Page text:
There's still so much to see, I feel as if I've barely touched the surface of this incredible area. Not only are there many, many parts of the town still to photograph, but the nearby outlying areas are a wealth of interest and beauty as well. In yesterday's comments, Costas asked how many such beautiful places I was still hiding. The answer is, "Lots."

In the last few days, Astoria, Oregon, Daily Photo has gained its 700th fan on Facebook, and today the blog appears in Elleda Rhiannon Wilson's "In One Ear" column in the The Daily Astorian. It's been fun receiving your comments and letters. I want to thank every one of you for your interest and kind thoughts.

Wandering around town with a camera gives me an excuse to walk that extra distance to check something out, or to put on my shoes when I might stay hunkered down in front of the computer. It gives me a reason to put words to those things I look at in the course of a day, week, year. It fills a creative niche and makes me happy. And last, but clearly not least, I've made a number of very interesting and wonderful friends through this blog who all have something in common: even with different visions, we share a way of looking thoughtfully through a lens and sharing our perceptions of the world. What more can I ask? I'm up for another year of exploring. Want to enjoy it with me? I hope so.

This blog is sponsored by Tapir and Friends Animal Store.

Thursday, April 22, 2010

Hardly Disappointing

Deadman's Cove, Cape Disappointment, Washington Deadman's Cove ~ September 14, 2008
Cape Disappointment State Park, Washington

About half an hour's drive from downtown Astoria, across the Columbia River, and past Ilwaco, you come to a trailhead in Cape Disappointment State Park. Not far along, the trail opens onto this incredible cove that looks like it was designed for a pirate movie. There's an even more romantic touch than you can see here - a small island within the cove bearing artistically-placed rocks and trees. Mother Nature did an outstanding job. (Hollywood, eat your heart out!) The cove opens onto the Columbia River, but it's not too far from the ocean. In fact, it's very near the natural mouth of the river before the jetties were built.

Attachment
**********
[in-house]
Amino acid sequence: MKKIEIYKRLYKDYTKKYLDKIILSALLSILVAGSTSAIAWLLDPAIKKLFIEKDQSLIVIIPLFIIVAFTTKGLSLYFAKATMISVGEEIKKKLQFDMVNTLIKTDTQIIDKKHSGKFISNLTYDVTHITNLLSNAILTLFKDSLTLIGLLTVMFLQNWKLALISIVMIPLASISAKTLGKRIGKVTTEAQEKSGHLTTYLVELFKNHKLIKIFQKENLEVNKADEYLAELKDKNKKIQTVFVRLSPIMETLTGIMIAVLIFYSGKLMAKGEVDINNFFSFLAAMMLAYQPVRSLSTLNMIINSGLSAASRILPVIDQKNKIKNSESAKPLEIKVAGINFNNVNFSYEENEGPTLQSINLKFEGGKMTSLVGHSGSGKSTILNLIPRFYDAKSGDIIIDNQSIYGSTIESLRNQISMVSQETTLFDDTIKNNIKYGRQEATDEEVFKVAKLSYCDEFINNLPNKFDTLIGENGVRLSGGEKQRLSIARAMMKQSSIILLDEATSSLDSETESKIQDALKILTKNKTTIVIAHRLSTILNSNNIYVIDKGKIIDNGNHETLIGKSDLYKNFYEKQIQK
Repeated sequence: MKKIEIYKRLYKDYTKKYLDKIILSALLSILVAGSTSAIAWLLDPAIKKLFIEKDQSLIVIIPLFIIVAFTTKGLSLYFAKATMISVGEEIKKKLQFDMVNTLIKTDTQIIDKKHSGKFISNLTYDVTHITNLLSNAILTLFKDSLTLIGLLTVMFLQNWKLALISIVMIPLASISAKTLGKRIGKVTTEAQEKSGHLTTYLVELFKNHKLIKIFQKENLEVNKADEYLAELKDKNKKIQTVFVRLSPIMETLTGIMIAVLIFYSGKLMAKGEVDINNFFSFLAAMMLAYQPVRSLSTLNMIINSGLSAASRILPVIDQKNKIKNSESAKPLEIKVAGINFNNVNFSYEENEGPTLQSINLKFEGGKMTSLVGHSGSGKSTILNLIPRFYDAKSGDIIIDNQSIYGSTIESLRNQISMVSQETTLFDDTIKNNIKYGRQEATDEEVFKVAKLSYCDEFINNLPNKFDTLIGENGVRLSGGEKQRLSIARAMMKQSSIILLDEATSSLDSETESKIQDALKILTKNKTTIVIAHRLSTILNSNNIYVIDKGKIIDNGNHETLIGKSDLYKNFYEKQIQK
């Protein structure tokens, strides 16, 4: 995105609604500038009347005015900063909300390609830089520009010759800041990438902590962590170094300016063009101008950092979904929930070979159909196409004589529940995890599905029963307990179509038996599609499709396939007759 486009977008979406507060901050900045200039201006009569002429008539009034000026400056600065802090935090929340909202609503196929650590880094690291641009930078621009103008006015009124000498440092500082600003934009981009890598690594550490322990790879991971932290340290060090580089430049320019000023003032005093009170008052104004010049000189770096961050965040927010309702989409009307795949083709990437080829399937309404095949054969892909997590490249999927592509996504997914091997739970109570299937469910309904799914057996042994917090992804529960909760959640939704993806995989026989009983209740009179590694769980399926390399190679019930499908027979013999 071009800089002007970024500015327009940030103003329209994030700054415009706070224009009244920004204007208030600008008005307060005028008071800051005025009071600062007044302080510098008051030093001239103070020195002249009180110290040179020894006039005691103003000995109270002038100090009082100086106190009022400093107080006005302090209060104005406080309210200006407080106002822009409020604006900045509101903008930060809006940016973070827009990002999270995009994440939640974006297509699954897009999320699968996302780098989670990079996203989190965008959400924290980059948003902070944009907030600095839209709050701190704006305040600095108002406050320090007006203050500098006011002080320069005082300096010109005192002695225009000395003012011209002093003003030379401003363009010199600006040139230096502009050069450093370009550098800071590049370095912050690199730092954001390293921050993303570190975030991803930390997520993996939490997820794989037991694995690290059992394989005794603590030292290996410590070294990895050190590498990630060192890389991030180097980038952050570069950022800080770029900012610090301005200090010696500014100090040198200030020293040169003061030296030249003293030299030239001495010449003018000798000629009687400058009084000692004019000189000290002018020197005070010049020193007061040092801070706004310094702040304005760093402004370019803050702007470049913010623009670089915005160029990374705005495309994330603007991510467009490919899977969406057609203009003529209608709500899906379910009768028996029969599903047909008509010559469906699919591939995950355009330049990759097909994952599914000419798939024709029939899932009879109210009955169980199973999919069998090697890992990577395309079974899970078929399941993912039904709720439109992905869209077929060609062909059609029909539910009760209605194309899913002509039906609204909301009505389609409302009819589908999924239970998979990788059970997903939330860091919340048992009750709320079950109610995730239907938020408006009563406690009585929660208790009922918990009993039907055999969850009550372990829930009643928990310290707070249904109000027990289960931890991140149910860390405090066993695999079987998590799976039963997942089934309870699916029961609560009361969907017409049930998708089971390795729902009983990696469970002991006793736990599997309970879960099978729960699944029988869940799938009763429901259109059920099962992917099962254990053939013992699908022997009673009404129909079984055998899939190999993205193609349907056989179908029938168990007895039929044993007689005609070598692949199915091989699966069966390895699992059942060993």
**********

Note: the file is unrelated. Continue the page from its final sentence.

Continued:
I imagine this location has been used in a number of films, but I couldn't tell you which ones. I'll be sure to visit again this year when it stops raining, and also dig through the archives for more photos of this enchanting park. There's lots to see here, and trails to walk. And, with names like these, how can you go wrong?

This blog is sponsored by Tapir and Friends Animal Store.

Wednesday, April 21, 2010

Salmon-colored Azaleas in the Rain

Azaleas in the rain at 11th and Harrison, Astoria, Oregon April 20, 2010

I remember how much I enjoyed seeing and photographing this unusual azalea bush last year when it flowered. It was just before I started Astoria, Oregon, Daily Photo, and the picture didn't make it into the blog. I don't know of another azalea plant of this color locally, but there may be one. The intersection you see is Harrison and 11th. We're looking west, heading down Harrison, then up again on the other side of 11th Street. I've shown this intersection a couple of times before. Once from the other side (also from Harrison Street), and once from almost this same spot, but with snow on the streets.

Azaleas in the Rain, Astoria, Oregon Like some of the trees and bushes in town, this one has pretty green lichens on the branches.

Azaleas in the Rain, Astoria, Oregon As you can see, it's another wet day. The flowers are a perfect color for a town famous for salmon fishing. Do you agree?

Azaleas in the Rain, Astoria, OregonAre these buds opening or closing? I hope they're opening.

This blog is sponsored by Tapir and Friends Animal Store.

Tuesday, April 20, 2010

A Good Place to Sit along the River Walk

East Mooring Basin from a Bench on the River Walk April 11, 2010

There are a number of benches along the River Walk, good for resting, viewing, tying your shoelaces, lunching, or enjoying the sun. Today it's raining, so I pulled this one out of the archives from a week ago when I spent a lot of time along the waterfront enjoying the day. Most of the benches, if not all, have either donor or memorial plaques, which remind us of our town's people and history, or remind us that it takes people to make the community the pleasant place it is to live.

The buildings on the left are on Pier 39, which has appeared numerous times in this blog. The water to the left is part of East Mooring Basin, and the hill with trees in the background is the peninsula of Tongue Point. The Sheriff's boathouse has just been removed from its unfortunate landing point along Pier 39, and a fishing boat with a blue top is back in its dock.